On this basis, rejects the view that Greek philosophy is a rationalization of a religious viewpoint, apparently on the basis that one cannot interpret a world of personal forces in terms of things. However, F. M Cornford and others argued persuasively for the opposite view, and seem to have in great part won the battle. For example, the classic study of the presocratic philosophers by Kirk, Raven, and Schofield, as well as anthologies by Wheelwright and Barnes, begin with a consideration of their religious and mythological predecessors. So, it does not seem one can understand the origin of Greek philosophy without considering Greek religion.

How well does Gilson understand Greek religion? Is it true that "A world where everything comes from without, including their feelings and passions, their virtues and vices, such was the Greek religious world." (p. 13) As E. R. Dodds has pointed out, this did not seem to deprive them of a sense of responsibility. Before criticizing Gilson too strongly, we should remember that God and Philosophy originates in the Mahlon Powell Lectures on Philosophy at Indiana University in 1938-1939, and that Greek thought and religion are not really his specialty. Historical details aside, Gilson always raises pertinent questions.
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6 of 7 people found the following review helpful By coltrane on September 17, 2011
Format: Paperback
I thoroughly enjoyed reading this book. The chapter on Greek philosophy could be a bit confusing if you haven't already read into or learned about some of the ideas of, say, Plato. I much more enjoyed the second and third chapters. The Greek philosophy is necessary, though, as a backdrop to the problem of God's existence. I must say, though, that Plato's quote from the Republic about the Idea of Good was eye-opening (without knowing it his description is perfectly in line with the Christian idea of God). Another reason why the chapter on Greek philosophy is necessary is the later connections Gilson makes to it, mostly in the chapter "God and Christian Philosophy."

The third and fourth chapters were probably the best. Perhaps it is by design that each chapter is better than the last. There are some great nuggets of wisdom and insight in this book. There are a great many passages, especially in the chapter entitled "Contemporary Thought" that are written so well that you can't help but think that nobody could have said it better, and I found myself desiring to reread these passages in appreciation of what I just read. Although this chapter, I will admit, seems out of place, it was still a good read and I couldn't agree more with what was said.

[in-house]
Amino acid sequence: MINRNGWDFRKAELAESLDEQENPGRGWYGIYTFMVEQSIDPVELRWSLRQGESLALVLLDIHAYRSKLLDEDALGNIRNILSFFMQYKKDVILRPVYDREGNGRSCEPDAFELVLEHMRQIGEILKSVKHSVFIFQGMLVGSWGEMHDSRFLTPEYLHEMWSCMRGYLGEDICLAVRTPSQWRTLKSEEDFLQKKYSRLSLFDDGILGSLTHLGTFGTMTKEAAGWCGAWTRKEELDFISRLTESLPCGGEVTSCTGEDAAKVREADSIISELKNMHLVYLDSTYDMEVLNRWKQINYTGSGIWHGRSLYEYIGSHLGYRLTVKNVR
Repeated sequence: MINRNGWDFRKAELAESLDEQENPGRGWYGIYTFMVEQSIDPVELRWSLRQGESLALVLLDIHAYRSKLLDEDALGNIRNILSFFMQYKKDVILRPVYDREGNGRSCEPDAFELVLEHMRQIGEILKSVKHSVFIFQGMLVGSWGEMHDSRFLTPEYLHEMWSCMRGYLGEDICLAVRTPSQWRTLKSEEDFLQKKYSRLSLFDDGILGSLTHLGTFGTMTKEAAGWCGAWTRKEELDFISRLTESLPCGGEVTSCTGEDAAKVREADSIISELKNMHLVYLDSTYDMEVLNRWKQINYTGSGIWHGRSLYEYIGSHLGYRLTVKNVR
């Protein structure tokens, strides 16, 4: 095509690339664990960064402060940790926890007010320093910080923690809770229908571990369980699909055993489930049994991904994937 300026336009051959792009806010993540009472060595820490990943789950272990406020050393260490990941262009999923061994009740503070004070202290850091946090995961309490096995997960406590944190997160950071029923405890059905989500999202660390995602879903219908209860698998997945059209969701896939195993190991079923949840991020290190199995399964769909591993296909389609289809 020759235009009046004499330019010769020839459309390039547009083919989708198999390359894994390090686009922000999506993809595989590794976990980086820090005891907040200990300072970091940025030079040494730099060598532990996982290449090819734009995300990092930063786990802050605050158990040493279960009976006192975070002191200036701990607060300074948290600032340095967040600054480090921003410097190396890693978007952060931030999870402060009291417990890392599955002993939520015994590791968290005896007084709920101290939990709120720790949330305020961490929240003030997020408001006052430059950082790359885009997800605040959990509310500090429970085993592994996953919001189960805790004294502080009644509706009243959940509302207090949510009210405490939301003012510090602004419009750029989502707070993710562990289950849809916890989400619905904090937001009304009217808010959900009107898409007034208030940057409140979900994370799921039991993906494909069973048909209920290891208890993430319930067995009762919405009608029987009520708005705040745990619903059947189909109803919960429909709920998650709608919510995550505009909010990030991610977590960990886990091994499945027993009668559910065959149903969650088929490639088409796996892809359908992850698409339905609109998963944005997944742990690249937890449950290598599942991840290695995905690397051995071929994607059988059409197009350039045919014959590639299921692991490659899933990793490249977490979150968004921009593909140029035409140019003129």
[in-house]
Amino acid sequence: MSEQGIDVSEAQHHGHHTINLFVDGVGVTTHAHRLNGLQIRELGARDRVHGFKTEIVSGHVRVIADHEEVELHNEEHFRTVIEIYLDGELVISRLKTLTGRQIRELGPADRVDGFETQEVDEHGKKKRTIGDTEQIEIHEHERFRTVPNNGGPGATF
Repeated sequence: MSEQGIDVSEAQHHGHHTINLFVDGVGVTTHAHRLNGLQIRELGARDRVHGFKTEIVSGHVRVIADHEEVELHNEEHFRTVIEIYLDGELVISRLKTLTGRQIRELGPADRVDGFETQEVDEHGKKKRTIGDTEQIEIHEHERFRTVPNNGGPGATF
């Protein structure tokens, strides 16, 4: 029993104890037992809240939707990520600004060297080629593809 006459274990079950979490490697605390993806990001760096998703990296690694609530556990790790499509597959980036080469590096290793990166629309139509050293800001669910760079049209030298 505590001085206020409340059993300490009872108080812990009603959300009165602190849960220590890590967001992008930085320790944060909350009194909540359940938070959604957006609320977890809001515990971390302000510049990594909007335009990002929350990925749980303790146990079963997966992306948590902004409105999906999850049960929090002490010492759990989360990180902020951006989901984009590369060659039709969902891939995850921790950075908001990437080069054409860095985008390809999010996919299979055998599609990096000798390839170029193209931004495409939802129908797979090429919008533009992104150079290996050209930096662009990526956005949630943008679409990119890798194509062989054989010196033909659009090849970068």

Even though the book is fairly old (1941), Gilson's thoughts on science in relation to metaphysical questions is still very applicable (a shame that it is still the same way in modern science as it was 40 years ago). I think somebody on any side of the spectrum, and in between, with relation to their beliefs about the existence or non-existence of God could get something from this book. Of course, for a Christian who enjoys philosophy, as I am, this book was an interesting and fun read to say the least.
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3 of 3 people found the following review helpful By Greg on April 17, 2011
Format: Paperback Verified Purchase
Gilson's book is a very rewarding read. Much is made of the influence of Greek philosophy on Christianity, but
Gilson pinpoints the key difference between the two: "He who is" (Christianity) versus "that which is" (Greek philosophy).

What's significant too in a book of this kind, as Jaroslav Pelikan points out in the forward, is that Gilson does not
focus on the usual suspects -- Marx, Freud, Darwin, and Nietzsche. But instead focuses on Kant.

Towards the end of the book, Gilson offers what Presbyterian theologian R.C. Sproul has called Gilson's choice:
"Today our only choice is not Kant or Descartes; it is rather Kant or Thomas Aquinas.
All other positions are but halfway houses on the roads which lead either to absolute
religious agnosticism or to the natural theology of Christian metaphysics."

This book has many merits, not the least of which is to give the reader a deep
appreciation of Christian metaphysics and how it can be a natural fit with one's
Christian faith. Although I've sampled Aquinas, I finished the book feeling challenged
to read him more extensively.